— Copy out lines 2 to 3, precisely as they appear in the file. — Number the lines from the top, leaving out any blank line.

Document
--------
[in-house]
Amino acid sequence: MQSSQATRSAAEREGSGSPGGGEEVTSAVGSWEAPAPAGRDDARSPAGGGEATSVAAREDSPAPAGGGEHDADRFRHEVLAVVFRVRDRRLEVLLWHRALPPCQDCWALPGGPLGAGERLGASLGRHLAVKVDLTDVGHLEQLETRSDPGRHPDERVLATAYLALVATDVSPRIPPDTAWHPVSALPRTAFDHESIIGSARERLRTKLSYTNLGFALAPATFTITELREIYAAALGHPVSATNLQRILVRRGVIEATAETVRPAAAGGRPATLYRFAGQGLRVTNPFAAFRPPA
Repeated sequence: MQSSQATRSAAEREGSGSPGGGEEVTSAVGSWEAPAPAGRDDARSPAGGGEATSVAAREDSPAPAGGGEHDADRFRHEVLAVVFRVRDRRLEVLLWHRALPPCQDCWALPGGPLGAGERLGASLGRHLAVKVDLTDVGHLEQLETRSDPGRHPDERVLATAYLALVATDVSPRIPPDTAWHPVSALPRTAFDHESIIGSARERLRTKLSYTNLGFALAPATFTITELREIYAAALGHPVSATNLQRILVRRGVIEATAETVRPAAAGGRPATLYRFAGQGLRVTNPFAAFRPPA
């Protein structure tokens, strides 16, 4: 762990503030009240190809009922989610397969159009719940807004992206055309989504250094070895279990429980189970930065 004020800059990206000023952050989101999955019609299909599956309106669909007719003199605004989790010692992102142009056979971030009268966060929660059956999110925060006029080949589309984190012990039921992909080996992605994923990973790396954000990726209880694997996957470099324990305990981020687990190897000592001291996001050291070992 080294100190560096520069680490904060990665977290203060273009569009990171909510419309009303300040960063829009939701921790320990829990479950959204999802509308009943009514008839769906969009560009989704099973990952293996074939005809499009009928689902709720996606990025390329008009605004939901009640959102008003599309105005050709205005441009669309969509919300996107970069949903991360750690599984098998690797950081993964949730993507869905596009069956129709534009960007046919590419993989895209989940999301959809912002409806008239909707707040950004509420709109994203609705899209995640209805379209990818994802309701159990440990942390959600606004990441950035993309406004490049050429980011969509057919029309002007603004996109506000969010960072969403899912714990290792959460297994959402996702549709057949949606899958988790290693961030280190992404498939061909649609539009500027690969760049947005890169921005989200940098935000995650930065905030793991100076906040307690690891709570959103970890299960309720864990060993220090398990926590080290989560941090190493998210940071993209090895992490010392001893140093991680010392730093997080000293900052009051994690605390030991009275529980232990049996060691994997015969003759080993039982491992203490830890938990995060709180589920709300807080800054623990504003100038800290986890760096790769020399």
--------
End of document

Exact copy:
Amino acid sequence: MQSSQATRSAAEREGSGSPGGGEEVTSAVGSWEAPAPAGRDDARSPAGGGEATSVAAREDSPAPAGGGEHDADRFRHEVLAVVFRVRDRRLEVLLWHRALPPCQDCWALPGGPLGAGERLGASLGRHLAVKVDLTDVGHLEQLETRSDPGRHPDERVLATAYLALVATDVSPRIPPDTAWHPVSALPRTAFDHESIIGSARERLRTKLSYTNLGFALAPATFTITELREIYAAALGHPVSATNLQRILVRRGVIEATAETVRPAAAGGRPATLYRFAGQGLRVTNPFAAFRPPA
Repeated sequence: MQSSQATRSAAEREGSGSPGGGEEVTSAVGSWEAPAPAGRDDARSPAGGGEATSVAAREDSPAPAGGGEHDADRFRHEVLAVVFRVRDRRLEVLLWHRALPPCQDCWALPGGPLGAGERLGASLGRHLAVKVDLTDVGHLEQLETRSDPGRHPDERVLATAYLALVATDVSPRIPPDTAWHPVSALPRTAFDHESIIGSARERLRTKLSYTNLGFALAPATFTITELREIYAAALGHPVSATNLQRILVRRGVIEATAETVRPAAAGGRPATLYRFAGQGLRVTNPFAAFRPPA